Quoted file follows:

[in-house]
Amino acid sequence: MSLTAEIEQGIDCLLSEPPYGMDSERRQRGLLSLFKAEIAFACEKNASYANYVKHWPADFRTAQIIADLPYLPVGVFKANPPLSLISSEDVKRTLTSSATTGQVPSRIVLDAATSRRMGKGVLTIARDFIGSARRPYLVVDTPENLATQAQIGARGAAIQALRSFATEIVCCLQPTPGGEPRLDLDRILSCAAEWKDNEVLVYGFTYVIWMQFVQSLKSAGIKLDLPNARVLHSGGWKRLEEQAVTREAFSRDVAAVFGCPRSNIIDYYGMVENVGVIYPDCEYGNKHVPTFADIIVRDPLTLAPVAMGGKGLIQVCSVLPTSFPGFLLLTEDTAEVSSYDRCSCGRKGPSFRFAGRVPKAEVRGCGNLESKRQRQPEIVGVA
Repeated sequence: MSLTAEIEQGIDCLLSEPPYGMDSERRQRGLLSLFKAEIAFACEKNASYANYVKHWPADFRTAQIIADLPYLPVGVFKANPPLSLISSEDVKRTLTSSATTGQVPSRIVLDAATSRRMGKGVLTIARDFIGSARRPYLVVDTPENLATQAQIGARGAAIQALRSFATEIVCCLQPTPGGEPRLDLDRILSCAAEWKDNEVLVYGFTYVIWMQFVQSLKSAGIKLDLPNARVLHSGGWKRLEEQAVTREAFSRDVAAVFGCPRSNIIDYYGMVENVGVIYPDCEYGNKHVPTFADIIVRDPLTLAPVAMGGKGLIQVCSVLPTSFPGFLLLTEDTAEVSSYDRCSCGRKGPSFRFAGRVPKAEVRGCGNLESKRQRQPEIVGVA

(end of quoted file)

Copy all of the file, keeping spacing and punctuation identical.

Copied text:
[in-house]
Amino acid sequence: MSLTAEIEQGIDCLLSEPPYGMDSERRQRGLLSLFKAEIAFACEKNASYANYVKHWPADFRTAQIIADLPYLPVGVFKANPPLSLISSEDVKRTLTSSATTGQVPSRIVLDAATSRRMGKGVLTIARDFIGSARRPYLVVDTPENLATQAQIGARGAAIQALRSFATEIVCCLQPTPGGEPRLDLDRILSCAAEWKDNEVLVYGFTYVIWMQFVQSLKSAGIKLDLPNARVLHSGGWKRLEEQAVTREAFSRDVAAVFGCPRSNIIDYYGMVENVGVIYPDCEYGNKHVPTFADIIVRDPLTLAPVAMGGKGLIQVCSVLPTSFPGFLLLTEDTAEVSSYDRCSCGRKGPSFRFAGRVPKAEVRGCGNLESKRQRQPEIVGVA
Repeated sequence: MSLTAEIEQGIDCLLSEPPYGMDSERRQRGLLSLFKAEIAFACEKNASYANYVKHWPADFRTAQIIADLPYLPVGVFKANPPLSLISSEDVKRTLTSSATTGQVPSRIVLDAATSRRMGKGVLTIARDFIGSARRPYLVVDTPENLATQAQIGARGAAIQALRSFATEIVCCLQPTPGGEPRLDLDRILSCAAEWKDNEVLVYGFTYVIWMQFVQSLKSAGIKLDLPNARVLHSGGWKRLEEQAVTREAFSRDVAAVFGCPRSNIIDYYGMVENVGVIYPDCEYGNKHVPTFADIIVRDPLTLAPVAMGGKGLIQVCSVLPTSFPGFLLLTEDTAEVSSYDRCSCGRKGPSFRFAGRVPKAEVRGCGNLESKRQRQPEIVGVA